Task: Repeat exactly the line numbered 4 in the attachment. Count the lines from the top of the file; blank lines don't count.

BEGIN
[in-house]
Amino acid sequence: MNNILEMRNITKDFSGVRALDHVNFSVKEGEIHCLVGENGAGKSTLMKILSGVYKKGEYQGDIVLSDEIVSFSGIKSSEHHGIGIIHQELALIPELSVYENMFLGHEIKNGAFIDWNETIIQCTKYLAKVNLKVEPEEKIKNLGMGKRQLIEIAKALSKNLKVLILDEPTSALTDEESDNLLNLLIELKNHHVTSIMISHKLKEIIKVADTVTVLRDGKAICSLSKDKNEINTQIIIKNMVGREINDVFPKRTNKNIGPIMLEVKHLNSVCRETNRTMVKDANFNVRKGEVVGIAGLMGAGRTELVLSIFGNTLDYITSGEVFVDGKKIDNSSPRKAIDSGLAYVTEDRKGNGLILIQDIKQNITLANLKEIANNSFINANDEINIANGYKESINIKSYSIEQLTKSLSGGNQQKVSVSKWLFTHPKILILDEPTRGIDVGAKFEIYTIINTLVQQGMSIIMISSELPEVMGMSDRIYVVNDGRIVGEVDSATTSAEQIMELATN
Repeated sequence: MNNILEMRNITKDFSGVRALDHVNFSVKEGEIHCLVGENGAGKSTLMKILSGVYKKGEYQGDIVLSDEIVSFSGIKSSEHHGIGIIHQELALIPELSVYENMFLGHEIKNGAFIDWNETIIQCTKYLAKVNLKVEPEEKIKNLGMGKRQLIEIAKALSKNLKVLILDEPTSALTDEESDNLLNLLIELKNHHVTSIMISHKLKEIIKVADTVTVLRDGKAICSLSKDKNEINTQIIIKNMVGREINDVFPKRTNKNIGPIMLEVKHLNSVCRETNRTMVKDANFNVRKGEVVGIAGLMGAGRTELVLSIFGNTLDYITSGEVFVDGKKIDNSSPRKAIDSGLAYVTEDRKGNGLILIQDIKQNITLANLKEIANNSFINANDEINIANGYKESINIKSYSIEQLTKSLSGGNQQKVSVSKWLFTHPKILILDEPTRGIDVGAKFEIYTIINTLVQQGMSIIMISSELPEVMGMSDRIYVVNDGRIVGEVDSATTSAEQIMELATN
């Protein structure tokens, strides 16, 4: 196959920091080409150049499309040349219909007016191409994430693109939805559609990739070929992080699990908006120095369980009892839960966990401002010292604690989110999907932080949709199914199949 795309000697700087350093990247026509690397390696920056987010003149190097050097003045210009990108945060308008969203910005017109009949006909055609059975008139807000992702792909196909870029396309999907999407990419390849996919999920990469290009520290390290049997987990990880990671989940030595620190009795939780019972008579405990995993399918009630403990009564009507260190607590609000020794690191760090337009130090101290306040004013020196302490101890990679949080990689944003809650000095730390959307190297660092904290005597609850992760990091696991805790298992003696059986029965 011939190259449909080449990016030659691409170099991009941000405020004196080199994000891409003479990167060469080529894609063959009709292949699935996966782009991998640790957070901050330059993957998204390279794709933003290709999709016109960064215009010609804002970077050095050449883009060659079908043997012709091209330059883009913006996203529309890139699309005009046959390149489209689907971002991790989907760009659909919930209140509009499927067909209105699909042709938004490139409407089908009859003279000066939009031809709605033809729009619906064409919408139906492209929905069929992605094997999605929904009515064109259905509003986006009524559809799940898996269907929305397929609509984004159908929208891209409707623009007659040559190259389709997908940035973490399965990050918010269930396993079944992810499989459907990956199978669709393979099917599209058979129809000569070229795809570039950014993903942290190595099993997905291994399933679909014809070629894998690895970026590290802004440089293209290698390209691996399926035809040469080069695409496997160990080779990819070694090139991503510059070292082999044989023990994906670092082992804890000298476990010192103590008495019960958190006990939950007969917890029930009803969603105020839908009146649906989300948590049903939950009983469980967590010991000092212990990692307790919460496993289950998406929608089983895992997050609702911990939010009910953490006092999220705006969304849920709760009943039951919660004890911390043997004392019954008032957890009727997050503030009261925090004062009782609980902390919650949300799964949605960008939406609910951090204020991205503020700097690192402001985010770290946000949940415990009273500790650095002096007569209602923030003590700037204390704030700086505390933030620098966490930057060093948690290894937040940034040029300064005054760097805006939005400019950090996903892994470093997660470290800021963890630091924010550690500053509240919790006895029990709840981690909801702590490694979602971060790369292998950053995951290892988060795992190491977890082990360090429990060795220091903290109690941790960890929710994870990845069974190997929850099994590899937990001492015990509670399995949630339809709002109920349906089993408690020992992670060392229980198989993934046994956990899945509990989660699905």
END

């Protein structure tokens, strides 16, 4: 196959920091080409150049499309040349219909007016191409994430693109939805559609990739070929992080699990908006120095369980009892839960966990401002010292604690989110999907932080949709199914199949 795309000697700087350093990247026509690397390696920056987010003149190097050097003045210009990108945060308008969203910005017109009949006909055609059975008139807000992702792909196909870029396309999907999407990419390849996919999920990469290009520290390290049997987990990880990671989940030595620190009795939780019972008579405990995993399918009630403990009564009507260190607590609000020794690191760090337009130090101290306040004013020196302490101890990679949080990689944003809650000095730390959307190297660092904290005597609850992760990091696991805790298992003696059986029965 011939190259449909080449990016030659691409170099991009941000405020004196080199994000891409003479990167060469080529894609063959009709292949699935996966782009991998640790957070901050330059993957998204390279794709933003290709999709016109960064215009010609804002970077050095050449883009060659079908043997012709091209330059883009913006996203529309890139699309005009046959390149489209689907971002991790989907760009659909919930209140509009499927067909209105699909042709938004490139409407089908009859003279000066939009031809709605033809729009619906064409919408139906492209929905069929992605094997999605929904009515064109259905509003986006009524559809799940898996269907929305397929609509984004159908929208891209409707623009007659040559190259389709997908940035973490399965990050918010269930396993079944992810499989459907990956199978669709393979099917599209058979129809000569070229795809570039950014993903942290190595099993997905291994399933679909014809070629894998690895970026590290802004440089293209290698390209691996399926035809040469080069695409496997160990080779990819070694090139991503510059070292082999044989023990994906670092082992804890000298476990010192103590008495019960958190006990939950007969917890029930009803969603105020839908009146649906989300948590049903939950009983469980967590010991000092212990990692307790919460496993289950998406929608089983895992997050609702911990939010009910953490006092999220705006969304849920709760009943039951919660004890911390043997004392019954008032957890009727997050503030009261925090004062009782609980902390919650949300799964949605960008939406609910951090204020991205503020700097690192402001985010770290946000949940415990009273500790650095002096007569209602923030003590700037204390704030700086505390933030620098966490930057060093948690290894937040940034040029300064005054760097805006939005400019950090996903892994470093997660470290800021963890630091924010550690500053509240919790006895029990709840981690909801702590490694979602971060790369292998950053995951290892988060795992190491977890082990360090429990060795220091903290109690941790960890929710994870990845069974190997929850099994590899937990001492015990509670399995949630339809709002109920349906089993408690020992992670060392229980198989993934046994956990899945509990989660699905």